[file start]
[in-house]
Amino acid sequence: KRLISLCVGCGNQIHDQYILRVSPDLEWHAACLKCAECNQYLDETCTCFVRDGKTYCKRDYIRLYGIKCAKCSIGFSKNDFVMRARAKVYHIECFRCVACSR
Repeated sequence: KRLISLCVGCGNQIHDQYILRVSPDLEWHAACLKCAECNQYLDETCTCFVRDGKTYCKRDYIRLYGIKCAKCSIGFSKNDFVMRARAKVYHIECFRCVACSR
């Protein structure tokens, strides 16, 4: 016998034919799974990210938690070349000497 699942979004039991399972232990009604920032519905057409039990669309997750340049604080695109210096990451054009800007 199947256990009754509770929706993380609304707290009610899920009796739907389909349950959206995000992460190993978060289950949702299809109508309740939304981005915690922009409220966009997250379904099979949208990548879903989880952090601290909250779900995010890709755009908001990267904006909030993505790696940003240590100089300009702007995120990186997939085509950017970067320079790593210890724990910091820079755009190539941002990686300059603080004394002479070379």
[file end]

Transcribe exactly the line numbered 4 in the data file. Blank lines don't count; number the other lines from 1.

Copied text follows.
């Protein structure tokens, strides 16, 4: 016998034919799974990210938690070349000497 699942979004039991399972232990009604920032519905057409039990669309997750340049604080695109210096990451054009800007 199947256990009754509770929706993380609304707290009610899920009796739907389909349950959206995000992460190993978060289950949702299809109508309740939304981005915690922009409220966009997250379904099979949208990548879903989880952090601290909250779900995010890709755009908001990267904006909030993505790696940003240590100089300009702007995120990186997939085509950017970067320079790593210890724990910091820079755009190539941002990686300059603080004394002479070379």